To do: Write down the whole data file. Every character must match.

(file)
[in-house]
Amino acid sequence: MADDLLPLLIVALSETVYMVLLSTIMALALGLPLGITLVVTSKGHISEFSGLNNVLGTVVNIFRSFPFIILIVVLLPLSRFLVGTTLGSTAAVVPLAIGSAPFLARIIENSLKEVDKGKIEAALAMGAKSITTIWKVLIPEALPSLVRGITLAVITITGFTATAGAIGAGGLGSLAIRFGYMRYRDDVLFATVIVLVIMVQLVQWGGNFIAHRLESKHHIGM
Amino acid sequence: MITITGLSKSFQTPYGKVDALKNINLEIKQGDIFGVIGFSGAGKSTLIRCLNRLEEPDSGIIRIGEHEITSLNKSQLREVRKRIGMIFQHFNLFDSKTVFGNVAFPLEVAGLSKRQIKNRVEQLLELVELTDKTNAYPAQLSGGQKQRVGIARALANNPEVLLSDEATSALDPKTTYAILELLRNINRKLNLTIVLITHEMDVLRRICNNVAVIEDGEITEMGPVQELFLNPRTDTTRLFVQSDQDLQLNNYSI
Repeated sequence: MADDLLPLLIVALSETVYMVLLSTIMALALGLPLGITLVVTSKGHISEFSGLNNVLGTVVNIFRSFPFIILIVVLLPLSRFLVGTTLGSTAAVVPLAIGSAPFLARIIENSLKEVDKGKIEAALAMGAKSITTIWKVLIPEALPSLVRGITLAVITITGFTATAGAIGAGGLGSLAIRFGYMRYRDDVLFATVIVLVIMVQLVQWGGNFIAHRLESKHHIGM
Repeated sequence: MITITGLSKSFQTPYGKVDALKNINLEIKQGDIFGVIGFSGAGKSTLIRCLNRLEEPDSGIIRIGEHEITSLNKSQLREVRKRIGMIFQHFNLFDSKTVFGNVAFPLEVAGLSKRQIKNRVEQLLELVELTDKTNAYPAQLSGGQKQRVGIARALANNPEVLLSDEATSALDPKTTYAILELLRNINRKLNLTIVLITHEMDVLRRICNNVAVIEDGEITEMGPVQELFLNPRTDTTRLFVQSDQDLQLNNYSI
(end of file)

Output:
[in-house]
Amino acid sequence: MADDLLPLLIVALSETVYMVLLSTIMALALGLPLGITLVVTSKGHISEFSGLNNVLGTVVNIFRSFPFIILIVVLLPLSRFLVGTTLGSTAAVVPLAIGSAPFLARIIENSLKEVDKGKIEAALAMGAKSITTIWKVLIPEALPSLVRGITLAVITITGFTATAGAIGAGGLGSLAIRFGYMRYRDDVLFATVIVLVIMVQLVQWGGNFIAHRLESKHHIGM
Amino acid sequence: MITITGLSKSFQTPYGKVDALKNINLEIKQGDIFGVIGFSGAGKSTLIRCLNRLEEPDSGIIRIGEHEITSLNKSQLREVRKRIGMIFQHFNLFDSKTVFGNVAFPLEVAGLSKRQIKNRVEQLLELVELTDKTNAYPAQLSGGQKQRVGIARALANNPEVLLSDEATSALDPKTTYAILELLRNINRKLNLTIVLITHEMDVLRRICNNVAVIEDGEITEMGPVQELFLNPRTDTTRLFVQSDQDLQLNNYSI
Repeated sequence: MADDLLPLLIVALSETVYMVLLSTIMALALGLPLGITLVVTSKGHISEFSGLNNVLGTVVNIFRSFPFIILIVVLLPLSRFLVGTTLGSTAAVVPLAIGSAPFLARIIENSLKEVDKGKIEAALAMGAKSITTIWKVLIPEALPSLVRGITLAVITITGFTATAGAIGAGGLGSLAIRFGYMRYRDDVLFATVIVLVIMVQLVQWGGNFIAHRLESKHHIGM
Repeated sequence: MITITGLSKSFQTPYGKVDALKNINLEIKQGDIFGVIGFSGAGKSTLIRCLNRLEEPDSGIIRIGEHEITSLNKSQLREVRKRIGMIFQHFNLFDSKTVFGNVAFPLEVAGLSKRQIKNRVEQLLELVELTDKTNAYPAQLSGGQKQRVGIARALANNPEVLLSDEATSALDPKTTYAILELLRNINRKLNLTIVLITHEMDVLRRICNNVAVIEDGEITEMGPVQELFLNPRTDTTRLFVQSDQDLQLNNYSI